• Shelving: Most labs have extra equipment for occasional needs, and you need somewhere safe and sturdy to store the equipment when you’re not using it. Shelving, like cabinets or countertops, should be sturdy and resistant to wear, tear, chemicals and rusting. Like workbenches and countertops, shelving can be constructed using steel or stainless steel.
  • Lab Cabinets: Extra cabinets – differentiated from the workstation base – are also a common laboratory need. As with anything else, you want furniture that will withstand the test of time but is also nicely made, accessible and attractive. If these are in a low-traffic and lightly used corner of the workroom, you might consider wood for its increased attractiveness, but most lab spaces want something a little sturdier, which is why steel or stainless steel is a good choice.
  • Drawer Handles: Messy hands are a reality of lab life, and you need to access your materials without washing your hands every three seconds. As such, you need drawer handles that are easy to wipe down and clean with stronger detergents, that won’t rust, corrode, scratch or wear down. Stainless steel and steel can withstand the repeated use of detergents and other cleaning materials.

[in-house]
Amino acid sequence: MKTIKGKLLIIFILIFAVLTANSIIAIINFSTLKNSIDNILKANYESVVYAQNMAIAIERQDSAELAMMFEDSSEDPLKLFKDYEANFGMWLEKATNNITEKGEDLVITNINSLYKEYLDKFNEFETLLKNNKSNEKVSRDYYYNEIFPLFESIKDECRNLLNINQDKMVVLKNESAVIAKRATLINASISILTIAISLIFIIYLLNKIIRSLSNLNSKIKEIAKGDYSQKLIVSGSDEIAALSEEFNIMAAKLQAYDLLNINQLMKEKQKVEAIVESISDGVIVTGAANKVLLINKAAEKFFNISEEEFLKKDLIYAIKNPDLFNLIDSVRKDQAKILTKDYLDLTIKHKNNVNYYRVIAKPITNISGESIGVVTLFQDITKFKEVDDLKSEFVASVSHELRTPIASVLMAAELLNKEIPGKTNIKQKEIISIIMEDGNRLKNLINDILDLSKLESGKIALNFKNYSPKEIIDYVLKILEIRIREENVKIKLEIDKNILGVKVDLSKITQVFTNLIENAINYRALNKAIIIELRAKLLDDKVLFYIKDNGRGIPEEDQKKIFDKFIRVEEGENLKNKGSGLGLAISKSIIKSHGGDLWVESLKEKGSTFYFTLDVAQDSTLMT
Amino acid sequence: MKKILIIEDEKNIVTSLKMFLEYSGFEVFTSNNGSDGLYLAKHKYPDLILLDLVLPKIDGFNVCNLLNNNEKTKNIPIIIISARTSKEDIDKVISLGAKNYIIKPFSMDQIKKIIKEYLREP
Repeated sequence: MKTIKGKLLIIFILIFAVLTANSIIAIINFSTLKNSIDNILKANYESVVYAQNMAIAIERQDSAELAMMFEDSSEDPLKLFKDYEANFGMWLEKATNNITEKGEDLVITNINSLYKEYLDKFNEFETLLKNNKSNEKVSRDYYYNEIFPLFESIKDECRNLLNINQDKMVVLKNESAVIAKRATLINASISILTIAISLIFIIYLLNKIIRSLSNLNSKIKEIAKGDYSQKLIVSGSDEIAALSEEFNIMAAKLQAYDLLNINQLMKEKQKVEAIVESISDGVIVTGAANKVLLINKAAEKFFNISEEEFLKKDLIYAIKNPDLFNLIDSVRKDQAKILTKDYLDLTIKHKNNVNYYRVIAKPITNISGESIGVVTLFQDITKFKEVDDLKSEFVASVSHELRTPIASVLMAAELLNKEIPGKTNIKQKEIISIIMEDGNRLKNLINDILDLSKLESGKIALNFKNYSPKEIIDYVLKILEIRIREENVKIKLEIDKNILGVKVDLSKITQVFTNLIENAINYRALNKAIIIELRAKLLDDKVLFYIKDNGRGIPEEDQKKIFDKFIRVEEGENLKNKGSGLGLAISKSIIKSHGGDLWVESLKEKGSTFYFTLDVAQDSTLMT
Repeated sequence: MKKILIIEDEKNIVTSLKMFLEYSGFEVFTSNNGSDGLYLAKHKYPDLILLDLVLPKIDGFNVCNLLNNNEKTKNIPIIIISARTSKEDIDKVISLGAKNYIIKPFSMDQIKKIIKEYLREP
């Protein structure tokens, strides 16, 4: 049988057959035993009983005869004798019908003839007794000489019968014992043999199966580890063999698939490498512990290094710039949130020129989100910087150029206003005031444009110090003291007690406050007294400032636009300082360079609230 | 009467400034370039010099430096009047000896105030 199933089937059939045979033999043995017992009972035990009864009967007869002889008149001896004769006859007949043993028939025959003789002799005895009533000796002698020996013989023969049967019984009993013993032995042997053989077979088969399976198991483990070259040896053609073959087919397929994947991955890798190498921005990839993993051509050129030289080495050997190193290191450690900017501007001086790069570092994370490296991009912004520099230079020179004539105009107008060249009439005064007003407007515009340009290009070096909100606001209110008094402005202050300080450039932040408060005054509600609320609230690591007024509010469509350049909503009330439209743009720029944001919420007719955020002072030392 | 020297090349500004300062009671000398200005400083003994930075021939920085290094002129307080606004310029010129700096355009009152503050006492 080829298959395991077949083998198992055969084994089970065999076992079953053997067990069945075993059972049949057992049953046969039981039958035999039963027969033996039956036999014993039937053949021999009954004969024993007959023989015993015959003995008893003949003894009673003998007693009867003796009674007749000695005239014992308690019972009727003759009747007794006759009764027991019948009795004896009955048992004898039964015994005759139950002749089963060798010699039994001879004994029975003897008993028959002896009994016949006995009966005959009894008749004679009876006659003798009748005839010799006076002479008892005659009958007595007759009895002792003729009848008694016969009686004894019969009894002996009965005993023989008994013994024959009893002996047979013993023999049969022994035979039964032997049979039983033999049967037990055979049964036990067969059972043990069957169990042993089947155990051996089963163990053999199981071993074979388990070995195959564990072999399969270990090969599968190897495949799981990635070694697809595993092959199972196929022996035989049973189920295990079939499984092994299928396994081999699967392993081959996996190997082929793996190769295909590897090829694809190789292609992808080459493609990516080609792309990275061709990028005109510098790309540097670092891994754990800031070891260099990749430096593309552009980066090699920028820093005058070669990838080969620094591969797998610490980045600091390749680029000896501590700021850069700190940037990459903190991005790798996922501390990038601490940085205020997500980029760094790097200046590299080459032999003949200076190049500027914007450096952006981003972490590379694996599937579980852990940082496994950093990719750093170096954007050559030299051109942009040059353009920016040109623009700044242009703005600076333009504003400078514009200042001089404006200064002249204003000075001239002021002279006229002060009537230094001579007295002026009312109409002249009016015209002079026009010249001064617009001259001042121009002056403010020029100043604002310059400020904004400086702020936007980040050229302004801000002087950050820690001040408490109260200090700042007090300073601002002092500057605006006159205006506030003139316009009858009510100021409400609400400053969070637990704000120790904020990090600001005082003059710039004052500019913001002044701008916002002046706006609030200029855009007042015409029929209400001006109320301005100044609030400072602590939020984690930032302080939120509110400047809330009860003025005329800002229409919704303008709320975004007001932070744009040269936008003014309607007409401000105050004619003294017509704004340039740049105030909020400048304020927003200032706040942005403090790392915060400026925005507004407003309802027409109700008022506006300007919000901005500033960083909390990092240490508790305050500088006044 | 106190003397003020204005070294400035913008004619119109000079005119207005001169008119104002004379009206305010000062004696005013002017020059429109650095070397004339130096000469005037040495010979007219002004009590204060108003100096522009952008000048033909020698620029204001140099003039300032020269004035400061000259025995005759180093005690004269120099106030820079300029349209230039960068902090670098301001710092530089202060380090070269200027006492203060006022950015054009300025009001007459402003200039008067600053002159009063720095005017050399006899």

Metal lab furniture that uses materials like steel and stainless steel is important in today's labs due to its high-end look, resistance to many chemicals found in labs and its durability. Getting the right metal laboratory furniture is important for meeting your long-term goals, however, which is why it's important to work with a quality laboratory manufacturer to ensure your current and future needs are met. 


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Topics: Laboratory Furniture

Albert Cappello

Written by Albert Cappello

Albert Cappello is the CEO of Workstation Industries, Inc. WSI is a manufacturer of Industrial, Technical and Laboratory Furniture based in Southern California.